Faith Ringgold worked closely with both the Vans design and MoMA teams to story tell through the details, bringing in quilted borders to contextualize her work atop Vans. Photo / Supplied

Vans And MoMA Have Joined Forces For An Artful New Collaboration

A collection for art lovers and sneaker fans alike

They’re the sneakers favoured by creatives and a founding force of skate culture, and now Vans is tying together pop culture and fine art — teaming up with New York’s Museum of Modern Art for a new capsule collection. The joys of self-expression and individuality are the commonality between these two creative powerhouses, and some of the MoMA’s most famous pieces feature on limited-edition footwear.

Jackson Pollock’s ‘One: Number 31, 1950’ has transformed the Vans Authentic with an all-over application atop the canvas and across the sidewalls. Photo / Supplied

First launched in September of this year — a drop that included prints adapted from work by Salvador Dalí, Vasily Kandinsky and Claude Monet, as well as some MoMA branded kicks — this latest release sees the collection expanded to include classic Vans sneakers bearing the work of Faith Ringgold, Jackson Pollock, Edvard Munch and Lyubov Popova (plus a range of apparel).

One of the most famous artworks in the world, Munch’s ‘The Scream’ has been reinterpreted as a repeat-print across Vans Era sneakers, a hoodie, a t-shirt and a backpack, using the striking monochrome lithograph the artist made in 1895.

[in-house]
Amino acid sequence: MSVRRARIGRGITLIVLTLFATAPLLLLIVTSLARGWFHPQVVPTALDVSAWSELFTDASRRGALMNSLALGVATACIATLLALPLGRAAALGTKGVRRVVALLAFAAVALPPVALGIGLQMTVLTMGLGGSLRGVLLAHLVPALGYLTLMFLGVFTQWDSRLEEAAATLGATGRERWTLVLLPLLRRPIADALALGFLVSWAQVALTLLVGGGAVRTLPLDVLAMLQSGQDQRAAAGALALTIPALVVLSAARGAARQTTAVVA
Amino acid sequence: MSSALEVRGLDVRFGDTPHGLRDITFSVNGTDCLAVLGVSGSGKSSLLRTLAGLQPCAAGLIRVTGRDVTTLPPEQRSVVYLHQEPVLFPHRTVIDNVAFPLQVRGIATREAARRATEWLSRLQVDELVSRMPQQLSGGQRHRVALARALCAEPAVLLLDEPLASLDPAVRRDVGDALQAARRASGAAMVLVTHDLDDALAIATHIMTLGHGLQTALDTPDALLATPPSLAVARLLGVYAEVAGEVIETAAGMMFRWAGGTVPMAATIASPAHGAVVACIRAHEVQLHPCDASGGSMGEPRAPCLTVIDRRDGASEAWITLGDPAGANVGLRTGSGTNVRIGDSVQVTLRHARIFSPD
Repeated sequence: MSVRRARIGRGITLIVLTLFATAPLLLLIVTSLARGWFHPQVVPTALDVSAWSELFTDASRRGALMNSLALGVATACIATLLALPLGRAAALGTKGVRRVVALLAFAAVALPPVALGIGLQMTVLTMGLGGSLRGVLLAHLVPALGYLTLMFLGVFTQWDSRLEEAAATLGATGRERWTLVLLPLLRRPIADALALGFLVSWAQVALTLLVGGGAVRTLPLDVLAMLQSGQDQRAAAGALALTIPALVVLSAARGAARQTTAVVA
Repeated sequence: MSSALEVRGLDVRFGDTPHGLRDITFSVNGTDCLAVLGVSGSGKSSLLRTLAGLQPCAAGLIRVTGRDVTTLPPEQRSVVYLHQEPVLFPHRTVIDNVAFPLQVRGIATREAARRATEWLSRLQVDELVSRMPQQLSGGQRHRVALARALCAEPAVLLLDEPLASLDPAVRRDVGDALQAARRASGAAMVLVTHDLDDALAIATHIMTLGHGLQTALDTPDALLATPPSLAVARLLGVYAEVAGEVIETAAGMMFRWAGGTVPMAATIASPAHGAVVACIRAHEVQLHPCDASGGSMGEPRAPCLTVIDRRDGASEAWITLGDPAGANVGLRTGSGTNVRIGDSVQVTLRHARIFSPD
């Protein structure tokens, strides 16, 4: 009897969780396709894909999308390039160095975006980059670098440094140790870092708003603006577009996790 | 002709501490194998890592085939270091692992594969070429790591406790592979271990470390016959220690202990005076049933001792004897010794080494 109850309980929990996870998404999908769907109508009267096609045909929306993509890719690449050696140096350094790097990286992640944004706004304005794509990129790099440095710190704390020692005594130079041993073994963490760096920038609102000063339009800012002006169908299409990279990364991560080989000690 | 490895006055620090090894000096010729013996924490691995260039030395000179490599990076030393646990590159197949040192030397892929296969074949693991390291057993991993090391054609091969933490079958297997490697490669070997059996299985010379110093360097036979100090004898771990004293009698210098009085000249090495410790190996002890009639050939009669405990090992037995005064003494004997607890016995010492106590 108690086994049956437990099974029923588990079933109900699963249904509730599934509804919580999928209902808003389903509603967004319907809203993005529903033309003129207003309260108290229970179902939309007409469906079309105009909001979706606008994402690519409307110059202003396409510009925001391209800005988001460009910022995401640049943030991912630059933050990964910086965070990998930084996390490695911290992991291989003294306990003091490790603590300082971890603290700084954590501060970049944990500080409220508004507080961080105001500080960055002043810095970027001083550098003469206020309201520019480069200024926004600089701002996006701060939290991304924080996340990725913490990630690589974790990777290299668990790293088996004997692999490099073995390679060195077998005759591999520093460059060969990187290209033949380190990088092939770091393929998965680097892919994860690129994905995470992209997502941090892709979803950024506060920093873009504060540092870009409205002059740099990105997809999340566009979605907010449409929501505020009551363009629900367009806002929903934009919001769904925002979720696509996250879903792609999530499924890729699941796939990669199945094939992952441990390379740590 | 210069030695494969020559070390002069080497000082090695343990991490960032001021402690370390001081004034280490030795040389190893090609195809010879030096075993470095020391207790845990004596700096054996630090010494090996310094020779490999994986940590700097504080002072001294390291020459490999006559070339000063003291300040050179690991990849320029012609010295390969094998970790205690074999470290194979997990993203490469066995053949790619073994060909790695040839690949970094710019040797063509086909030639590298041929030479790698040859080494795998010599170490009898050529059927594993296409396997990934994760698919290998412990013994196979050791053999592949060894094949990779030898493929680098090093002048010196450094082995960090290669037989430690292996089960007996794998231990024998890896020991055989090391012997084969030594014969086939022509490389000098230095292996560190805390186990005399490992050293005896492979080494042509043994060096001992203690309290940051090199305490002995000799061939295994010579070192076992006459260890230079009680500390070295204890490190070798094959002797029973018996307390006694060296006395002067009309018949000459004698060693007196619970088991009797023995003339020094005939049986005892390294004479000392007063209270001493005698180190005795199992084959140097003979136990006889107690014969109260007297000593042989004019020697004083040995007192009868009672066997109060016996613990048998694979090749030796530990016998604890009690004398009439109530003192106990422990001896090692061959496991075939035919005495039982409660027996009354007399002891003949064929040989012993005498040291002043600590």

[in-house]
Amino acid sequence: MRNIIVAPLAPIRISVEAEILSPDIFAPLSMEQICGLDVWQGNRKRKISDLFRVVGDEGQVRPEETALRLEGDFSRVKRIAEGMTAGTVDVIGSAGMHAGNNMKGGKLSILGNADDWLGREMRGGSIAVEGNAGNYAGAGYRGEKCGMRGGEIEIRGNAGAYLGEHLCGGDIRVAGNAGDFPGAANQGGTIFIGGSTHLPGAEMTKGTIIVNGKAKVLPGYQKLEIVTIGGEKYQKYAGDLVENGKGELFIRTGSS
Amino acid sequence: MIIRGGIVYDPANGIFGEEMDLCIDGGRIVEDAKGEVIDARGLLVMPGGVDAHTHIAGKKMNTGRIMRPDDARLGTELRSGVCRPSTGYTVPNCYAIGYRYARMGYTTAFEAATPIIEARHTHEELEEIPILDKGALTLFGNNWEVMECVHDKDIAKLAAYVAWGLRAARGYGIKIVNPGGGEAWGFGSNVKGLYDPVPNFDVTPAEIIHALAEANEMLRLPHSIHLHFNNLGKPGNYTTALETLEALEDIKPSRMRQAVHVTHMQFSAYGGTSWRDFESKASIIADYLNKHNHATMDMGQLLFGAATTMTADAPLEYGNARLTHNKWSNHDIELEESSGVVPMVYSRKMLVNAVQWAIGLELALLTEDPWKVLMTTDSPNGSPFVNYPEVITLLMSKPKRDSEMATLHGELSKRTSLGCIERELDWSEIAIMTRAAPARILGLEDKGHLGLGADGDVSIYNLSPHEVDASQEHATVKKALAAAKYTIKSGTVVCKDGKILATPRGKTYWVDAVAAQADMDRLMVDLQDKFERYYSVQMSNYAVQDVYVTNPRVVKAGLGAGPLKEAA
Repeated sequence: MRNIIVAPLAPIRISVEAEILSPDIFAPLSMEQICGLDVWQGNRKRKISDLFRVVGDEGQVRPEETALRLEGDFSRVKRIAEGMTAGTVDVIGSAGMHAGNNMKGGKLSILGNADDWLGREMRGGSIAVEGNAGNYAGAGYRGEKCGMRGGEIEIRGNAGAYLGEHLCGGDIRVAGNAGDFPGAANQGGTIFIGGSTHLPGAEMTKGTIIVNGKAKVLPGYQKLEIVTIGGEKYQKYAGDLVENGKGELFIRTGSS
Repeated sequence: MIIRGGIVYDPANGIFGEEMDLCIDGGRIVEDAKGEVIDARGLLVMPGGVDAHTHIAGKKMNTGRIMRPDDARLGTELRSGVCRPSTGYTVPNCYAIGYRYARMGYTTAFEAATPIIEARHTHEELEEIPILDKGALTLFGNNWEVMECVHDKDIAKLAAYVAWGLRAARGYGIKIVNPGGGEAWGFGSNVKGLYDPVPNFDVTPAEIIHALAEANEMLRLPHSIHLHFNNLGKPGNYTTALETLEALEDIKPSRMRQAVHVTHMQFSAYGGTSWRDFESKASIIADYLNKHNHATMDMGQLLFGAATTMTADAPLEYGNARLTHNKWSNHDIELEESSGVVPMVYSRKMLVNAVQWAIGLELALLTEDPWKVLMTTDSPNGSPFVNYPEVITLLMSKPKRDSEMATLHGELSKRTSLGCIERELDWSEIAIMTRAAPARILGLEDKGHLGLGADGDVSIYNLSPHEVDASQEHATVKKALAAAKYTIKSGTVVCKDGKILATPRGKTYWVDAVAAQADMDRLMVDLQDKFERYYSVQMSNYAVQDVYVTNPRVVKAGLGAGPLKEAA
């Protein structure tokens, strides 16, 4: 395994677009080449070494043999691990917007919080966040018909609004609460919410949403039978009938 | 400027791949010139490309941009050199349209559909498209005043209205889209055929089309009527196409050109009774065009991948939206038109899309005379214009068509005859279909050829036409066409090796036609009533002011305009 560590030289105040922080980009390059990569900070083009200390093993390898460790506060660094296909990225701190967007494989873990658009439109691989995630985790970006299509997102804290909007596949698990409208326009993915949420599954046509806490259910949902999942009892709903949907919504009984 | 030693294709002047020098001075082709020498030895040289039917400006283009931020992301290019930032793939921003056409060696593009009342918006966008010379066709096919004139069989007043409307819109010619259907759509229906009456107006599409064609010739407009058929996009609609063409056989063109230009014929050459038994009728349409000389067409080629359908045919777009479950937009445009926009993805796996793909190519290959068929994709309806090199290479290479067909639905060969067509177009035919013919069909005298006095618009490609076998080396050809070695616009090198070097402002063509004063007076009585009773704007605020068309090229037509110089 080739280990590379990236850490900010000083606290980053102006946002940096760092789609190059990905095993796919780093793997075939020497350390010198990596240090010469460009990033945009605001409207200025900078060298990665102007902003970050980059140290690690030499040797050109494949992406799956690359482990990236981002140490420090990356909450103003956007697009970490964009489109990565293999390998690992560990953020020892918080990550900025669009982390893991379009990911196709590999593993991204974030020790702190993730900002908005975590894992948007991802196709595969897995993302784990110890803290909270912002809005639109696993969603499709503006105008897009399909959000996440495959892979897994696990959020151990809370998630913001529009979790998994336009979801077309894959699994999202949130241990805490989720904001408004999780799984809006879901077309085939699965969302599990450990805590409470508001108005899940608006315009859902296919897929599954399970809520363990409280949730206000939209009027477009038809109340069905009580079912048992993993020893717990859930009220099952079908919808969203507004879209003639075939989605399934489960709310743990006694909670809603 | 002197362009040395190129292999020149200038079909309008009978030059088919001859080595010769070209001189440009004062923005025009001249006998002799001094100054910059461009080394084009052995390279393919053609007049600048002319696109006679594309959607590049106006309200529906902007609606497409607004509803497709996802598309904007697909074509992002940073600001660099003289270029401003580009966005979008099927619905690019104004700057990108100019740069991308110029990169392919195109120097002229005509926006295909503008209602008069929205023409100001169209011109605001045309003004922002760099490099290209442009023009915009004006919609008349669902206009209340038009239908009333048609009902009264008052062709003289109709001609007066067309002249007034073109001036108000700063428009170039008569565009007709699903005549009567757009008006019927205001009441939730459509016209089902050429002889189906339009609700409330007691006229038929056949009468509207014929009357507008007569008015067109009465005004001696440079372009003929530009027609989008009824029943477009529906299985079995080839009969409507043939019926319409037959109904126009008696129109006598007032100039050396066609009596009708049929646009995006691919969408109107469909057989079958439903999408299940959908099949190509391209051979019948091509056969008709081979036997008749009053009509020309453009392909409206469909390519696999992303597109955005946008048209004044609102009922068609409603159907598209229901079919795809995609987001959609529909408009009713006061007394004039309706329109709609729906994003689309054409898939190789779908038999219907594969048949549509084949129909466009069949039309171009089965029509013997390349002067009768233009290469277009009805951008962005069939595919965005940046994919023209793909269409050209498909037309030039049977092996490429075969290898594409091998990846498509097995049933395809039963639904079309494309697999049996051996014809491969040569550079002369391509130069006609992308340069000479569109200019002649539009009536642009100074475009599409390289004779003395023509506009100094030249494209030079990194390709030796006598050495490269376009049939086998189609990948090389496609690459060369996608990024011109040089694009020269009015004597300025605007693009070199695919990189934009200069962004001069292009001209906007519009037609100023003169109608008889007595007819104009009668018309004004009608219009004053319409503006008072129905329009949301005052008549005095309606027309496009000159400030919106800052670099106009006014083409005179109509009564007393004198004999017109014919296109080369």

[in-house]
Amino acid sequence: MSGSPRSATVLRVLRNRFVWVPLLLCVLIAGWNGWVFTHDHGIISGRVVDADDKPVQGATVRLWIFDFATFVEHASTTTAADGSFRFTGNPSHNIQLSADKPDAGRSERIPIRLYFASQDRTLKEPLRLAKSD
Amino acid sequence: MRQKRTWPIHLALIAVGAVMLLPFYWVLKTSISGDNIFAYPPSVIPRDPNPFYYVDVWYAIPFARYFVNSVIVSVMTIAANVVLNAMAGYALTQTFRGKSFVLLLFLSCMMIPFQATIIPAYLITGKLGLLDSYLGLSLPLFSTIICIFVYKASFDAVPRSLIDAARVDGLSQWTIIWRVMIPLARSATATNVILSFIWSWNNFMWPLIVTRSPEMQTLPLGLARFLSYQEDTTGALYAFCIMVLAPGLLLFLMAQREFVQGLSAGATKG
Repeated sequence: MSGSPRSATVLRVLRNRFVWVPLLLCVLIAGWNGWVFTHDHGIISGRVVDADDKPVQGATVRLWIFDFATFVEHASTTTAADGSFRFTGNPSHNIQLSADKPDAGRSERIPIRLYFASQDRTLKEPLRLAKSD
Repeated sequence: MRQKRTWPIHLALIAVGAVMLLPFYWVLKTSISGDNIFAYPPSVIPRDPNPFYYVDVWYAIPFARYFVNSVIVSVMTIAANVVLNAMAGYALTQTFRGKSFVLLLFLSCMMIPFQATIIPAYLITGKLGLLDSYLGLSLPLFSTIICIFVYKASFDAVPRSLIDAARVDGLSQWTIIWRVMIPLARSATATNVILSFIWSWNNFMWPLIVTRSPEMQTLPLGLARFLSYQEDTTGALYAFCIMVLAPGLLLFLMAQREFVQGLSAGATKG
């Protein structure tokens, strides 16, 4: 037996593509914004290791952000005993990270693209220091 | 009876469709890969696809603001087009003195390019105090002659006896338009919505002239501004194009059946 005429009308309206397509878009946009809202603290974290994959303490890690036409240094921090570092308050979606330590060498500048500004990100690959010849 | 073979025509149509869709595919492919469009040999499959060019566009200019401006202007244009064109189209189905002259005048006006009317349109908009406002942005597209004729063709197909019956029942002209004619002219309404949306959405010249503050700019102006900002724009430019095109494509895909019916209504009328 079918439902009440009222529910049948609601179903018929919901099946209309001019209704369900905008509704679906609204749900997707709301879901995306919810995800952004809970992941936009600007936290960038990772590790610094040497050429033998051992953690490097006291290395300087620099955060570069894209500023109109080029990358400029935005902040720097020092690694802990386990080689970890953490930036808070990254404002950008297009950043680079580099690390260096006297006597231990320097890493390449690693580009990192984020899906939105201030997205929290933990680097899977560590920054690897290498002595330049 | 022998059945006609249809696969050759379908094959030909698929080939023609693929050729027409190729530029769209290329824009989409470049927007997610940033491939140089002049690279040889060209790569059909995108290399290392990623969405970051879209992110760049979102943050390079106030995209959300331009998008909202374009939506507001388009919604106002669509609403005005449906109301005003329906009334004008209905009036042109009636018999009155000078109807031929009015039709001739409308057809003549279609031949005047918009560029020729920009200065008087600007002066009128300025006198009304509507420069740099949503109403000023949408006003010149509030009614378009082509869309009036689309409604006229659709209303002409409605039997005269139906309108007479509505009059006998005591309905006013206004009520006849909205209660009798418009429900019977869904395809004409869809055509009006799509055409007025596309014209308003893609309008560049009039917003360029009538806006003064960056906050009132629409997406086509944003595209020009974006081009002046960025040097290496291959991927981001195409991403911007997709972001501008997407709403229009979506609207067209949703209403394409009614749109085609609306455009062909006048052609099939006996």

Jackson Pollocks’ Expressionist work is an apt choice for footwear, which frequently showcases the rigours of daily life. His ‘One: Number 31, 1950’ has been given the Vans treatment — splashed across Vans Authentics.

Popova’s ‘Untitled, 1917’ has been applied to the Vans Sk8-Hi using each medial and lateral side to translate her avant-garde vision across the hi-top model. Photo / Supplied

For lovers of the bright and bold, multidisciplinary artist Faith Ringgold has had two of her vibrant poster art pieces, ‘Woman Free Yourself 1971’ and ‘Freedom Woman Now 1971’, translated onto Vans Eras; while her abstract work ‘The Windows of the Wedding’ has influenced the brand’s Classic Slip-On. Ringgold fans can also pick up a bucket hat and long sleeve t-shirt.

A pioneering Cubo-Futurist, Lyubov Popova’s dynamic Constructivist work from 1917 is still bold and relevant today, and complements the structural aesthetic of Vans’ Sk8-Hi design. Art fans and sneakerheads will be able to take their pick of a concise yet thoroughly creative range, all sure to become collector’s pieces.

Available in stores and online at Vans.co.nz

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New Zealand Herald

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